• The Samaritan woman believes in Jesus, gets a “new start,” and becomes a powerful messenger. Many believe in Jesus because of her words, and many more believe because they accept her invitation to come listen to him and hear for themselves (verses 39-42).

What can be gleaned from this interaction? Was Jesus’ conversation with the Samaritan woman “trauma-informed?” Would being trauma-informed as a ministry mean you could no longer identify sin and suggest righteousness (righteousness = living in right relationship with God through obedience and discipleship) as a means of spiritual, emotional, and relational healing?

Clearly, Jesus’ initiative in reaching out and expressing a need that the Samaritan woman might meet was counter-cultural. I happen to believe it was also trauma-informed. The woman clearly was living on the fringes of an already marginalized people group… she came alone to the well in the heat of the day, either avoiding the women who would come at the start of the day or unwelcome in their midst. Her defensiveness, like Nicodemus’ response in the previous chapter (John 3), suggests that she is used to being on her on with little or no support system or advocacy on her behalf by others. Jesus’ speaking to her and asking her for a drink suggests to her that her marginalization is NOT going to be an issue for him. He sees her value, even if she does not.

Furthermore, while some might see some pointedness and crudeness in the way Jesus “reveals” her shortcomings—“you are right to say you have no husband… in fact you have had five husbands”—I see a willingness by Jesus to address a symptom of her trauma, identify it in a factual but nonjudgmental way, and then get on to more weighty matters. I think the evidence of this tone if in how the woman responds. Had there been judgment or condemnation in Jesus’ voice, I doubt the conversation would have continued, let alone the response that the woman has: to go and tell all of those in the village that she has found the Messiah!

Often those that have been most deeply wounded and ostracized can be the best agents of healing and reconciliation in a community. Jesus saw this trauma-informed aspect of ministry, and rather than using her as a means for his glory, leaving her at the well as he parades into town, he sends her forth to be the bearer of good news… God is near! The Messiah has come! Written off by many of her peers, Jesus writes her in to the story of AA-quoteSychar’s eternal destiny, placing her in a prominent role: “Many of the Samaritans from the town of Sychar believed in Jesus. They believed because of what the woman had said about him” (John 4:39).

I believe in the ministry maxim: broken people are best reached by other broken people. In Alcoholics Anonymous, it’s the former drunk that sponsors the newly initiated in the program, not the teetotaler who has never had a sip! Those convinced of their sin will steer clear of the self-righteous. Those who have experienced trauma themselves have a tremendous gift in reaching others working through the effects of their traumatization. Indeed: broken people are best reached by broken people. But here’s the amazing thing, whether those in our ministries realize it or not: we are all broken. And, we minister most powerfully out of the areas of our brokenness, not our perceived strengths. As the Apostle Paul wrote:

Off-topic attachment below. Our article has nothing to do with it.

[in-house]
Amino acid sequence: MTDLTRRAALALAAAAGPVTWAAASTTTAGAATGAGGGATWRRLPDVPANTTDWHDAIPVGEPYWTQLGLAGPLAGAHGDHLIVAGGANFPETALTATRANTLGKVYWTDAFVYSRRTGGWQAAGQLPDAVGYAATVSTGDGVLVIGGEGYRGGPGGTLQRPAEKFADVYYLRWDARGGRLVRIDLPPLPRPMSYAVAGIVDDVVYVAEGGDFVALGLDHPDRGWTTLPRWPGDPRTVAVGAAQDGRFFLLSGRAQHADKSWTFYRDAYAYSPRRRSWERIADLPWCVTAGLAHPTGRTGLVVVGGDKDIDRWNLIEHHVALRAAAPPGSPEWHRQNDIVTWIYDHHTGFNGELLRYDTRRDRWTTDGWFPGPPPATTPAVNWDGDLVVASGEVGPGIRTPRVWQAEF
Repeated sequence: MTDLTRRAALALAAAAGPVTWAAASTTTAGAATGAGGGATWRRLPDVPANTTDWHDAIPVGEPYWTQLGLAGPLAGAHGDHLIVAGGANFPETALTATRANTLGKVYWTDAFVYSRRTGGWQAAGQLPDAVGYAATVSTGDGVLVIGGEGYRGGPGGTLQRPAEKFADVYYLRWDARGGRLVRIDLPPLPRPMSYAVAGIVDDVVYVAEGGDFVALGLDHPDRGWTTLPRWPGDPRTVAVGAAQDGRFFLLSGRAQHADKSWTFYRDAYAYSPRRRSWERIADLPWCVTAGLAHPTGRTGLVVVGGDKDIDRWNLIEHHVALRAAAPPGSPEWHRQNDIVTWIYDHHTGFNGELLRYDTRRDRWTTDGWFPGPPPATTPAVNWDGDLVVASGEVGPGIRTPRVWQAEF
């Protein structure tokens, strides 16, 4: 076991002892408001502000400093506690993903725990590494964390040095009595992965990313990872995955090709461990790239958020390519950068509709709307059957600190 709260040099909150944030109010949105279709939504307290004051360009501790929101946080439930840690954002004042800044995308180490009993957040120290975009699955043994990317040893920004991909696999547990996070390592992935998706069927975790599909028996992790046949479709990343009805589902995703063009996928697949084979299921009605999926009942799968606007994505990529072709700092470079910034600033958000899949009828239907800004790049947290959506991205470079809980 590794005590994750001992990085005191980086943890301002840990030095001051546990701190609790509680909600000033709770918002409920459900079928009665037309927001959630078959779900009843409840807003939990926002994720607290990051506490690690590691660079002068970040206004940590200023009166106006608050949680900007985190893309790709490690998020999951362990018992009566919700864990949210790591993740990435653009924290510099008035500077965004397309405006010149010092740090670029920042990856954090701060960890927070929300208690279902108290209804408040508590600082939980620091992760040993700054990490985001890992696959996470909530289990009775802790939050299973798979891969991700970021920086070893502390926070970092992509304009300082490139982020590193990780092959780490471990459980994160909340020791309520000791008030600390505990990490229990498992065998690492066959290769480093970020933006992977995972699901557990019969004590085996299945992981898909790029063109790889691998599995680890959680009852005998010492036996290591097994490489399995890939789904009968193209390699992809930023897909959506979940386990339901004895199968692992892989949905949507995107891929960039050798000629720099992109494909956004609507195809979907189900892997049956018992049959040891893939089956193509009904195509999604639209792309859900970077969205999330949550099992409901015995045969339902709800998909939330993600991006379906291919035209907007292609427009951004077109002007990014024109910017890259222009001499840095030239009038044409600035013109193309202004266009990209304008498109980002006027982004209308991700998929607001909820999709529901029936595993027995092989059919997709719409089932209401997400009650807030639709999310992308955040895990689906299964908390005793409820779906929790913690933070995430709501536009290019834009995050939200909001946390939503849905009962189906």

“Give praise to the God and Father of our Lord Jesus Christ! He is the Father who gives tender love. All comfort comes from him. He comforts us in all our troubles. Now we can comfort others when they are troubled” (2 Cor. 1:3-4, NIrV).

“God said to me, ‘My grace is all you need. My power is strongest when you are weak.’ So I am very happy to brag about how weak I am. Then Christ’s power can rest on me’” (2 Cor. 12:9, NIrV).

I absolutely believe Jesus’ ministry was “trauma-informed!” But, in seeing those affected by trauma, beaten down and harassed by the weight of the adversity in their lives, he didn’t see the trauma… he saw them. Each and every one of them as individuals worthy of a place in God’s Kingdom. As our ministries gain in skills and ability to recognize the symptoms and effects of trauma and childhood adversity, we must be careful not to make anyone a “project” or merely the focus of our charity. This was NOT Jesus’ approach… the Samaritan woman didn’t need to “work through her issues” before being commissioned as a minister of the gospel! Jesus needed her specifically because she did have “issues!” Amazing… and how like the love and grace of God to take our imperfections and use them for his perfect purpose.

I hope you’ll continue with me on this exploration of trauma-informed principles as they apply to the ministry of Jesus! Next stop on this journey together will be to look at how Jesus responds to those systems and structures he sees perpetuating trauma, and how he sought to integrate a new way of thinking—dare we say a “trauma-informed way” of thinking—into our religious and spiritual structures!